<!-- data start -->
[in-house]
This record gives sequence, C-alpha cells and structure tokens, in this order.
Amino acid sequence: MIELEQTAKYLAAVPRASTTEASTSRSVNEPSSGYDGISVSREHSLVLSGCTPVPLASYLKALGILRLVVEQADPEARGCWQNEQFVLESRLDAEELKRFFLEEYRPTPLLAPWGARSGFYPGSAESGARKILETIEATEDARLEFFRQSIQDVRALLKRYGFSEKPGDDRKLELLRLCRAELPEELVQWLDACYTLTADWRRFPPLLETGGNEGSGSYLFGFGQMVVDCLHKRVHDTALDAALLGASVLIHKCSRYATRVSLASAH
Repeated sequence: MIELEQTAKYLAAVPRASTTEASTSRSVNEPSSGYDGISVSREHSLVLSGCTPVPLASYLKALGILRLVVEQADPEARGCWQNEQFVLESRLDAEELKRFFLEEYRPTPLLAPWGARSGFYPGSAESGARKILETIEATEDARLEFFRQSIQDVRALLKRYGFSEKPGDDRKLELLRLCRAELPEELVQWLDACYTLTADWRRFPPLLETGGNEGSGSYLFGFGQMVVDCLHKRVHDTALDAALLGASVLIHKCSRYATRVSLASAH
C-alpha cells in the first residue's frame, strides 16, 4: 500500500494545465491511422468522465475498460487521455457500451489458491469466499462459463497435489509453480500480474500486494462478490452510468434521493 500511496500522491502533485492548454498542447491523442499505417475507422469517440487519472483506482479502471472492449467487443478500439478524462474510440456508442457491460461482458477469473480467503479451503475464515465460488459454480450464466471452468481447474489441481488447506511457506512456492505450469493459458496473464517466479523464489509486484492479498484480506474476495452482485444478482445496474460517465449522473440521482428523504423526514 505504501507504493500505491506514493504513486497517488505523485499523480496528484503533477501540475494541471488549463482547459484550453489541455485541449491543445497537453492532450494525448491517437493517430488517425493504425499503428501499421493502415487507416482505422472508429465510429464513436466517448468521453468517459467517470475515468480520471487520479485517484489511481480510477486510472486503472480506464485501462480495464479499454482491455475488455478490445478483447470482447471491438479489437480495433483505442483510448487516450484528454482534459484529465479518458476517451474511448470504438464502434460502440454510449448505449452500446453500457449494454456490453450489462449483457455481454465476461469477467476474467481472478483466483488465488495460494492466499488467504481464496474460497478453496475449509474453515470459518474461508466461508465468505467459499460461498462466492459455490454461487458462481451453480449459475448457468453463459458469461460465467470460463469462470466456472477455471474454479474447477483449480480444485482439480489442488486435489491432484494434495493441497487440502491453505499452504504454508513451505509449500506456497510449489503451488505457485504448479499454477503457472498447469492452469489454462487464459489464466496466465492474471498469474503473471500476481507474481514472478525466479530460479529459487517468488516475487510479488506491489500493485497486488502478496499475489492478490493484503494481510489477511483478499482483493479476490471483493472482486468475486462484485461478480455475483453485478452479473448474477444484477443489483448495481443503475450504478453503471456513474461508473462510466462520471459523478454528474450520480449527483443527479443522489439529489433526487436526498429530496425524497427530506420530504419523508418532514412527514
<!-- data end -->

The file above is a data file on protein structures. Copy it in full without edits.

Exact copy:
[in-house]
This record gives sequence, C-alpha cells and structure tokens, in this order.
Amino acid sequence: MIELEQTAKYLAAVPRASTTEASTSRSVNEPSSGYDGISVSREHSLVLSGCTPVPLASYLKALGILRLVVEQADPEARGCWQNEQFVLESRLDAEELKRFFLEEYRPTPLLAPWGARSGFYPGSAESGARKILETIEATEDARLEFFRQSIQDVRALLKRYGFSEKPGDDRKLELLRLCRAELPEELVQWLDACYTLTADWRRFPPLLETGGNEGSGSYLFGFGQMVVDCLHKRVHDTALDAALLGASVLIHKCSRYATRVSLASAH
Repeated sequence: MIELEQTAKYLAAVPRASTTEASTSRSVNEPSSGYDGISVSREHSLVLSGCTPVPLASYLKALGILRLVVEQADPEARGCWQNEQFVLESRLDAEELKRFFLEEYRPTPLLAPWGARSGFYPGSAESGARKILETIEATEDARLEFFRQSIQDVRALLKRYGFSEKPGDDRKLELLRLCRAELPEELVQWLDACYTLTADWRRFPPLLETGGNEGSGSYLFGFGQMVVDCLHKRVHDTALDAALLGASVLIHKCSRYATRVSLASAH
C-alpha cells in the first residue's frame, strides 16, 4: 500500500494545465491511422468522465475498460487521455457500451489458491469466499462459463497435489509453480500480474500486494462478490452510468434521493 500511496500522491502533485492548454498542447491523442499505417475507422469517440487519472483506482479502471472492449467487443478500439478524462474510440456508442457491460461482458477469473480467503479451503475464515465460488459454480450464466471452468481447474489441481488447506511457506512456492505450469493459458496473464517466479523464489509486484492479498484480506474476495452482485444478482445496474460517465449522473440521482428523504423526514 505504501507504493500505491506514493504513486497517488505523485499523480496528484503533477501540475494541471488549463482547459484550453489541455485541449491543445497537453492532450494525448491517437493517430488517425493504425499503428501499421493502415487507416482505422472508429465510429464513436466517448468521453468517459467517470475515468480520471487520479485517484489511481480510477486510472486503472480506464485501462480495464479499454482491455475488455478490445478483447470482447471491438479489437480495433483505442483510448487516450484528454482534459484529465479518458476517451474511448470504438464502434460502440454510449448505449452500446453500457449494454456490453450489462449483457455481454465476461469477467476474467481472478483466483488465488495460494492466499488467504481464496474460497478453496475449509474453515470459518474461508466461508465468505467459499460461498462466492459455490454461487458462481451453480449459475448457468453463459458469461460465467470460463469462470466456472477455471474454479474447477483449480480444485482439480489442488486435489491432484494434495493441497487440502491453505499452504504454508513451505509449500506456497510449489503451488505457485504448479499454477503457472498447469492452469489454462487464459489464466496466465492474471498469474503473471500476481507474481514472478525466479530460479529459487517468488516475487510479488506491489500493485497486488502478496499475489492478490493484503494481510489477511483478499482483493479476490471483493472482486468475486462484485461478480455475483453485478452479473448474477444484477443489483448495481443503475450504478453503471456513474461508473462510466462520471459523478454528474450520480449527483443527479443522489439529489433526487436526498429530496425524497427530506420530504419523508418532514412527514